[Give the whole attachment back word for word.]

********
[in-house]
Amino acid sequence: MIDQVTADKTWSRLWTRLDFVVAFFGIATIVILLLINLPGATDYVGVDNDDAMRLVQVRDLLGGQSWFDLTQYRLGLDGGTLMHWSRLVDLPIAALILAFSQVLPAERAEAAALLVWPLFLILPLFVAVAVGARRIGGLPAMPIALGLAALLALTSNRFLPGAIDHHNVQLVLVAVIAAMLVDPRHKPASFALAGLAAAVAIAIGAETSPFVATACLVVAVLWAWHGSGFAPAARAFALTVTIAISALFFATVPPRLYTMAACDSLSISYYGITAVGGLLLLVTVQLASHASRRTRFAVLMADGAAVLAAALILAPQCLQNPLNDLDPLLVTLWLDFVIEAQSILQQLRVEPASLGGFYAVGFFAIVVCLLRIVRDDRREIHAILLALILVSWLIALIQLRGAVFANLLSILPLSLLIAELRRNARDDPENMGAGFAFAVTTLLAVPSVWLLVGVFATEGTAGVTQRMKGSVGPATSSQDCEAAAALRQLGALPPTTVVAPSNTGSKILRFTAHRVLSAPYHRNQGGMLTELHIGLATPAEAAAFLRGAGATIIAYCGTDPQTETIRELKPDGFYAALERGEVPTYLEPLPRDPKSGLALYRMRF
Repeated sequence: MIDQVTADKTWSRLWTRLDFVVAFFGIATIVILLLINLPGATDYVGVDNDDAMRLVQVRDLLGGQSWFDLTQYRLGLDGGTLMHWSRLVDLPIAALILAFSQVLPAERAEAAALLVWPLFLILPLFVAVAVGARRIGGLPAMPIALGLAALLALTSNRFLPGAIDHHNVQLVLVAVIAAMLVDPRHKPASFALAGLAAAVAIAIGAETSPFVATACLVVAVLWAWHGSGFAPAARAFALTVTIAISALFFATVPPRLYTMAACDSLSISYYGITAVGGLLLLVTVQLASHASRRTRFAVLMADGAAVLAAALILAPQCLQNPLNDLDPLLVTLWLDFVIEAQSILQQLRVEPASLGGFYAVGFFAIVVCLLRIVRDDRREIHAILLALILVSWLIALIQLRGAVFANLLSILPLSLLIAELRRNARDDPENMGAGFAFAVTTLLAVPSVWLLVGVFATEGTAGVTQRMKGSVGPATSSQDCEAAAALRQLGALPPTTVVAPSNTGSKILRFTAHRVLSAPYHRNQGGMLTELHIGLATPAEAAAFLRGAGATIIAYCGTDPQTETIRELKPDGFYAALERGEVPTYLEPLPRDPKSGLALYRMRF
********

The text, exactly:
[in-house]
Amino acid sequence: MIDQVTADKTWSRLWTRLDFVVAFFGIATIVILLLINLPGATDYVGVDNDDAMRLVQVRDLLGGQSWFDLTQYRLGLDGGTLMHWSRLVDLPIAALILAFSQVLPAERAEAAALLVWPLFLILPLFVAVAVGARRIGGLPAMPIALGLAALLALTSNRFLPGAIDHHNVQLVLVAVIAAMLVDPRHKPASFALAGLAAAVAIAIGAETSPFVATACLVVAVLWAWHGSGFAPAARAFALTVTIAISALFFATVPPRLYTMAACDSLSISYYGITAVGGLLLLVTVQLASHASRRTRFAVLMADGAAVLAAALILAPQCLQNPLNDLDPLLVTLWLDFVIEAQSILQQLRVEPASLGGFYAVGFFAIVVCLLRIVRDDRREIHAILLALILVSWLIALIQLRGAVFANLLSILPLSLLIAELRRNARDDPENMGAGFAFAVTTLLAVPSVWLLVGVFATEGTAGVTQRMKGSVGPATSSQDCEAAAALRQLGALPPTTVVAPSNTGSKILRFTAHRVLSAPYHRNQGGMLTELHIGLATPAEAAAFLRGAGATIIAYCGTDPQTETIRELKPDGFYAALERGEVPTYLEPLPRDPKSGLALYRMRF
Repeated sequence: MIDQVTADKTWSRLWTRLDFVVAFFGIATIVILLLINLPGATDYVGVDNDDAMRLVQVRDLLGGQSWFDLTQYRLGLDGGTLMHWSRLVDLPIAALILAFSQVLPAERAEAAALLVWPLFLILPLFVAVAVGARRIGGLPAMPIALGLAALLALTSNRFLPGAIDHHNVQLVLVAVIAAMLVDPRHKPASFALAGLAAAVAIAIGAETSPFVATACLVVAVLWAWHGSGFAPAARAFALTVTIAISALFFATVPPRLYTMAACDSLSISYYGITAVGGLLLLVTVQLASHASRRTRFAVLMADGAAVLAAALILAPQCLQNPLNDLDPLLVTLWLDFVIEAQSILQQLRVEPASLGGFYAVGFFAIVVCLLRIVRDDRREIHAILLALILVSWLIALIQLRGAVFANLLSILPLSLLIAELRRNARDDPENMGAGFAFAVTTLLAVPSVWLLVGVFATEGTAGVTQRMKGSVGPATSSQDCEAAAALRQLGALPPTTVVAPSNTGSKILRFTAHRVLSAPYHRNQGGMLTELHIGLATPAEAAAFLRGAGATIIAYCGTDPQTETIRELKPDGFYAALERGEVPTYLEPLPRDPKSGLALYRMRF